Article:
At The Movies
Lord Shiva and His Worship
Written and Produced by David M. Knipe. 30 Minutes.
University of Wisconsin, Dept. of South Asian Studies, 1242 Van Hise Hall, 1220 Linden Drive Madison, Wisconsin 53706 $45.
Sectarian Hinduism: Lord Shiva and His Worship is filmed in an interesting way. Producer/narrator David Knipe, a professor at the University of Wisconsin, is sitting cross-legged on a Persian rug in the foreground as he narrates an intriguing sequence of still shots and moving film unfolding in the background. With this nice technological touch, Prof. Knipe is sketching the broad view of Siva worship by tracing its complex development from the first records of history in the Indus Valley.
Lord Siva never changed, but mankind did. And as mankind changed, different aspects of Lord Siva's vast and multi-faceted nature come to the foreground, making this Deity Hinduism's most enigmatic God. This is the historical parable Prof. Knipe is telling. He starts with the Siva Lingam, perhaps as old as man himself, which he describes as "the immutable sign of the universe" and the "creative power that brought the cosmos into being." From this timeless beginning he guides us through history to reveal the many changing images of Siva. First, there was Prajapati, the "Lord of creatures." Then, there was Bhairava, "the terrible one" and Rudra, "the God of destruction." Later in the Svetasvatara Upanishad, He was hailed as Hara, "the Great God." Still later, devotees exalted Him as Nataraja, "Lord of the dance," Maha Yogin, "master of yoga," and Ardhanarisvara, "half-female Lord." Prof Knipe does well in explaining Siva's varied forms (ranging from the benign to the terrible) as indications of His transcendent nature. His lucid and organized presentation of a complex subject is concise and objective, which makes this film intelligible for teenagers as well as adults. Prof. Knipe doesn't garnish the facts, nor is he inclined to speculate. His video is provocative in its impartiality. We are impelled into a spiritual search of our own with the question: "Who is this Lord Siva?" As Prof. Knipe says in his closing statement: "If we could understand Him, He would not be God."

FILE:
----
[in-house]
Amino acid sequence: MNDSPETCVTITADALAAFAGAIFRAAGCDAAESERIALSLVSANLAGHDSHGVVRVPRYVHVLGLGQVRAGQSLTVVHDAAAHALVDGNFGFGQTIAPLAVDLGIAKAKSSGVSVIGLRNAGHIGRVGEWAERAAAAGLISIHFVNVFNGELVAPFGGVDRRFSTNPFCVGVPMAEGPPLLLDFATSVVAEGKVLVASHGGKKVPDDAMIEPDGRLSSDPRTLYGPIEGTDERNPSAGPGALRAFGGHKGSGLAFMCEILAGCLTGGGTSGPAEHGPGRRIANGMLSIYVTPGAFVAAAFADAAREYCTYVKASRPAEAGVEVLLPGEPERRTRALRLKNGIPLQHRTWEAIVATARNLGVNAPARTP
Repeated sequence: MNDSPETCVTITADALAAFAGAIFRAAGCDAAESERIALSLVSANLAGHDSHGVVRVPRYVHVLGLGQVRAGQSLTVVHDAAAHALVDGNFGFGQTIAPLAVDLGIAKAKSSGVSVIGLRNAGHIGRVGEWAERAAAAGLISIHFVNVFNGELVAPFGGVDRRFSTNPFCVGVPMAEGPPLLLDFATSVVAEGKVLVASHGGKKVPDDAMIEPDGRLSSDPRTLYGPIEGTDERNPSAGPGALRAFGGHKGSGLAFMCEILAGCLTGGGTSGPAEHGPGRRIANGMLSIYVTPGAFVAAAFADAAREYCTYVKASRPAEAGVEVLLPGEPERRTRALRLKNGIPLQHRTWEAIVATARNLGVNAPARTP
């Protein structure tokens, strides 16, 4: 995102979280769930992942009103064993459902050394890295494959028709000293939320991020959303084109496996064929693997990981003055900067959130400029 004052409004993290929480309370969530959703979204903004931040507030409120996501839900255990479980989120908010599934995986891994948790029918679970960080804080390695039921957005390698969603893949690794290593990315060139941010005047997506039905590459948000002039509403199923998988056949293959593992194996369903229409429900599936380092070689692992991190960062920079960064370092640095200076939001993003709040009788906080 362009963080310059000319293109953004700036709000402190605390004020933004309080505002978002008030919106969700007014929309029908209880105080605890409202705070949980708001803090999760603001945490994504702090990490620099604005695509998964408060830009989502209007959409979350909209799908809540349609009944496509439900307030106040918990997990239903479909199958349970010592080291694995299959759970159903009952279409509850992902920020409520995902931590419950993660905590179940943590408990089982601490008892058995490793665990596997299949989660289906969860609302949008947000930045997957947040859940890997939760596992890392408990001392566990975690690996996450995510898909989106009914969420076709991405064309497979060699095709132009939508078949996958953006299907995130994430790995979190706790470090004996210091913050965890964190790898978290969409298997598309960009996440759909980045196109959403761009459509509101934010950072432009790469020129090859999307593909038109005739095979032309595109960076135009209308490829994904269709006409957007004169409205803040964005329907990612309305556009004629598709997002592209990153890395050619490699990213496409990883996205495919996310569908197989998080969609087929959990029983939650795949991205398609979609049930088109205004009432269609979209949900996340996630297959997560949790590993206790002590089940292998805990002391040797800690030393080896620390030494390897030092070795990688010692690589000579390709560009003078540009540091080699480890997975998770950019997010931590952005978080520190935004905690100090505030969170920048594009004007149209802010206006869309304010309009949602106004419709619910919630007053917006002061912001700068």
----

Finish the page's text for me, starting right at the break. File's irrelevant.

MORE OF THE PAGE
This exquisite film, which includes brief descriptions of the Pasupata, Vira, Kashmir and Saiva Siddhanta sub-sects of Saivism, is the third video in a 15-tape series entitled Exploring the Religions of South Asia. Later videos in the series further elucidate Hinduism and analyse additional Eastern religions such as Buddhism, Islam and Jainism. All 15 tapes are part of a college curriculum and are therefore presented in the formal style of an educational documentary.
Article copyright Himalayan Academy.
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